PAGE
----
Vote for Action to Save Jobs

Posted in Tubeworker's blog on Wed, 30/06/2010 - 13:18,

At long last, we are to get our ballot papers to take action to stop London Underground's job cuts. As we all know, the company is cutting up to 800 stations jobs. It is also cutting staff in service control. With 300 drivers more than it needs, LU seems to be dealing with the 'excess' by sacking drivers for mistakes that would have got you a warning a couple of years back. And various leaked documents have shown that plans are afoot to cut jobs in engineering and fleet, no doubt to pay off the price of the disastrous PPP.

David Cameron is fond of saying that "We are all in this together" - while dumping working people, the poor and disabled far deeper in it than his rich mates. But while workers and our bosses are not in it together, all grades of workers certainly are. None of our jobs is secure, and we can not afford the luxury of looking out only for ourselves. We are all in this fight together.

So it's good news that RMT's ballot includes all grades and is about all job cuts. We understand that TSSA's ballot is not far behind, but have yet to hear what ASLEF will be doing.


We need to think about the best strategy to win. Strikes can not just be one-off protest gestures designed to allow us to let off steam. We need to show the employer that we are serious about stopping these job cuts: when the union names its first strike, it should name the second one too, so everyone is clear that if we don't win straightaway, we will not give up and go away.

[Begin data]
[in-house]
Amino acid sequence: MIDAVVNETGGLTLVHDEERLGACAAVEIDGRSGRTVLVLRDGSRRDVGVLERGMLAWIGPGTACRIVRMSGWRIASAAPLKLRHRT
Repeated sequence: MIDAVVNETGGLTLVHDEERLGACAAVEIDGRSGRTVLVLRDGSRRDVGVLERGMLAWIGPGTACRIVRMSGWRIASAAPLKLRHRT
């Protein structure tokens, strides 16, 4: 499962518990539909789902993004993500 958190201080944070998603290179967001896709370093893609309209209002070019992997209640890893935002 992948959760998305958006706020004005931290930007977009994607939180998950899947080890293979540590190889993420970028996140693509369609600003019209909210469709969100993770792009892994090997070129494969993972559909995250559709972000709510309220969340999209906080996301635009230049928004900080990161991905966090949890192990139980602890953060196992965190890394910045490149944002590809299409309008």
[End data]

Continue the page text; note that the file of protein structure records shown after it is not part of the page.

We also need the unions to look at providing hardship payments to members who will struggle with lengthy action. Unite gave BA cabin crew £30 for each strike day.

Annd we need to use 'action short of strikes' in an imaginative way, to maintain momentum between strikes and involve more members.

Rank-and-file organisation and leadership is essential. We have seen with the ballot delay that union bureaucracies can be slow and unresponsive, and can be more concerned about staying in control than getting action organised.

Where they fail, we have to act. We all need to spread the word round the workplaces, giving each other the confidence that we don't have to accept job cuts, that they are not inevitable, that we can fight them. Encourage all your workmates to vote Yes in the ballot, give out union leaflets and information to counteract management propaganda.


The excellent 'SOS: Staff Our Stations' campaign has raised passengers' awareness of the attacks on stations jobs and ticket office opening hours, and has kept up the momentum of our campaign while we have waited an age for the union head offices to get the ballot ready. A public and political campaign should continue alongside our industrial fight.

We should also link up with other public service workers, and service users.

Politicians are arguing about whether half-a-million or one-and-a-half-million public sector jobs will go as a result of the ConDem government's bloodbath Budget. So we have plenty of potential allies in our fight to save jobs!

And while our jobs are under threat, so is our 'social wage' - with benefits and tax credits being cut or frozen, and government departments having their budgets slashed by 25%, we could all soon see less money coming in and more going out.

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